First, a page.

Tag Archives: The Hunger Games

Hunger Games: Catching Fire (the movie)

I was very lucky to win tickets to the Croatian premiere of the movie so I watched it yesterday. For the first time. I believe there will be another movie date for the same movie in the near future. 😉

I guess that tells you enough of what I think of it. 🙂


I’ve read the books quite some time ago (I do think I’ll be reading them again) and loved them. Now I watched the first two movies of the series, I can say I’m happy with how much they are sticking to the story and that Jennifer Lawrence deserved the Oscar she received.

The movie is a ride from the start to the finish, even the parts where the story is not action-packed, it’s either emotionally or atmospherically strong.

Jennifer brought the Katniss from the book to such unbelievable life that I actually understood more of the book character while watching the movie, than I did when I was reading it. The same parts that is. In the end, I understood that Katniss is a force to reckon with just because she is a girl who wants to love her life in peace with her family and will do anything to protect them (I wonder if she would be Scorpio, I don’t remember if the date of her birth is given in the book).

Katniss is an incredibly well written character and very different from what we as YA readers are used to. And Jennifer brought it all to life as if she was born to be Katniss.

I find it difficult to put my thoughts into words as I’m still reeling from the movie. The bad thing? I know what to expect in the next movies and I’m scared of the emotional backlash it will cause. The good thing? I get to see 2 more movies


starring these wonderful actors. And they are all truly great in the way they brought the book to life.

The most incredible thing? The life-like feel of the movie. The fact that you can see Effie’s make-up the way it would look up close if you were standing there. People generally looking like they would if you saw them  on the street. The slow turn of the tides, caused by Katniss being Katniss. I wish I could say more on that subject but it would spoil the future films for the people who haven’t read the books.

If you have a chance, do read them. The background will be better explained and the politics around the story will start to take shape.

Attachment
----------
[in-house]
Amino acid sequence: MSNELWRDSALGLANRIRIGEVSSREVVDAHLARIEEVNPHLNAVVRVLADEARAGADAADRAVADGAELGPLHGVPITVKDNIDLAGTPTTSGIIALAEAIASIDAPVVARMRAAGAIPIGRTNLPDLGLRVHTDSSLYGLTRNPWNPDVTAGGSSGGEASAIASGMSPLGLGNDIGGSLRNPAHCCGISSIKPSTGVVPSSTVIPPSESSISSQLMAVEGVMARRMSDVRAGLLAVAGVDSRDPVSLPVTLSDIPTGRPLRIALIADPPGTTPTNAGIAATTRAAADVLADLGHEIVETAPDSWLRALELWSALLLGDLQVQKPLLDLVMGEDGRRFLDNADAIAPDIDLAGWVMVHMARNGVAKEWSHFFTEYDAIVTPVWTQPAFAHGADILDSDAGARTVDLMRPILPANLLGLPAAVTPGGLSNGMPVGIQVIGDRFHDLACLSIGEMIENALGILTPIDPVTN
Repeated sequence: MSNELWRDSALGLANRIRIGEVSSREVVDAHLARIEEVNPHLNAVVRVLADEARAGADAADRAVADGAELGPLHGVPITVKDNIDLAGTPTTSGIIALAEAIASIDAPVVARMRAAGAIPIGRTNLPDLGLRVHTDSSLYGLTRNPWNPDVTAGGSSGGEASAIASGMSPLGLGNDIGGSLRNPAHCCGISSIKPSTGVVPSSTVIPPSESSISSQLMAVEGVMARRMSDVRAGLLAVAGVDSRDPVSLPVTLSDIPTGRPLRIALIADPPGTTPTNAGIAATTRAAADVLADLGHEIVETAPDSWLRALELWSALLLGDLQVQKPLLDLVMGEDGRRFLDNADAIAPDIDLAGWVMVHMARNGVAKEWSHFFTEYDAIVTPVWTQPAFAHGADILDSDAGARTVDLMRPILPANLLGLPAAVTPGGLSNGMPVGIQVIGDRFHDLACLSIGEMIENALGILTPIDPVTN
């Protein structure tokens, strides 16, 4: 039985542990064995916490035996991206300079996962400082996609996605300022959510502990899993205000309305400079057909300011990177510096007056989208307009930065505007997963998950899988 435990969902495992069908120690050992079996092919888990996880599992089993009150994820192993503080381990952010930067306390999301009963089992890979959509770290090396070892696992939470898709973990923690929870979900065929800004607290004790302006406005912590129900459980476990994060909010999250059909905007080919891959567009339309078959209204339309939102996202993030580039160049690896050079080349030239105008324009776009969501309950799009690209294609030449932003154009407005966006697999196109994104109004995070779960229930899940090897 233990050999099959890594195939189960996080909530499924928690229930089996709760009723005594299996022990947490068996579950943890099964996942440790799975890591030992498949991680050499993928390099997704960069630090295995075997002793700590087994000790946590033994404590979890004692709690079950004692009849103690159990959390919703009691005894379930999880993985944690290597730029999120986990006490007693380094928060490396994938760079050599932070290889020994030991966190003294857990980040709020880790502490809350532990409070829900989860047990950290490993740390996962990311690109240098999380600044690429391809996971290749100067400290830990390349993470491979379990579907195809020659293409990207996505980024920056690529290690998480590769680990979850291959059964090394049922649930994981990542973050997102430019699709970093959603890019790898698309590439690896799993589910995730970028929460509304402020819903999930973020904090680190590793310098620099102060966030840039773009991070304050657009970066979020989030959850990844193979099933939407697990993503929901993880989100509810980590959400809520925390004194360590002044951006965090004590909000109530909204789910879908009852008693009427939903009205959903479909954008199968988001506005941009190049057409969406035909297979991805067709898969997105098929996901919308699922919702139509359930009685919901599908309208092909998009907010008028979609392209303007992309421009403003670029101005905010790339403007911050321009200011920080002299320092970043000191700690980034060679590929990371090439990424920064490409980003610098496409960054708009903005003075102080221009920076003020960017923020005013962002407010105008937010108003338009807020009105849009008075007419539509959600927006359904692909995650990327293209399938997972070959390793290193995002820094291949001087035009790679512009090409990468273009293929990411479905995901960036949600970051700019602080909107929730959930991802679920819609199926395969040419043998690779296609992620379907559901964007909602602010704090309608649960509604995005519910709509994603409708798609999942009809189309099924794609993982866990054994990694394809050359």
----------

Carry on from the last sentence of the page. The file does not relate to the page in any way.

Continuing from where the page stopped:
And speaking of politics, Donald Sutherland made sure President Snow is portrayed in perfect unison with the book. Masterful!

Just watching the two of them acting and interacting (Donald and Jennifer) makes it a worthwhile trip to the cinema.

If you’ve seen the movie, do let me know what you thought. 🙂effie

P.S. Honorable mentions for being great in bringing characters to life go to: Woody Harrelson for Haymitch, Elizabeth Banks for Effie, Jena Malone for Johanna, Sam Claflin for Finnick and of course, Josh Hutcherson for Peeta.


Suzanne Collins: The Hunger Games

I admit, I am quite late to this party, but what’s even stranger is, how did this party happen without me catching even a hint of its progress?

I mean, considering my taste in books, this one falls right in – except for the freshly discovred post-apocaliptic worlds I used to avoid. That might be the reason. 🙂

Anyway, after hearing about the movie, I checked the books and decided to give it a go at first (luckily for me, there are three).
And here I need to give you a word of advice:
DO NOT start reading that book unless you have enough time to finish it. Reading until 2 am when you have to get up in the morning is not very appropriate if you have to stay awake the whole day after. 🙂

But it’s been a very long time since that happened to me.

So, the story. The basics are probably familiar to everyone interested in either the book or the movie.

What I’m wondering though is whether the movie will be able to display the bleakness of the lives in some of the districts and the non-smiling faces of the contestants (and in some cases aggresive and blood-thirsty).

Possibly the practicality of Katnyss’  character?
The world she lives in calls for practicality if you want to survive. That doesn’t mean she doesn’t have feelings, her family means everything to her but that is also where practicality steps in – she needs to keep them alive and well.
She’s as strong a girl (she’s 16) as you could imagine.

I must say I’m wondering which parts of the book are not going into the movie, and also how are some parts I’d like to see transfered onto the screen possibly being delivered?

I plan on seeing the movie and then reading the following 2 books (if I can wait that long). 🙂

I can’t help but wonder if someone will be able to do something to bring down the awful world they live in.

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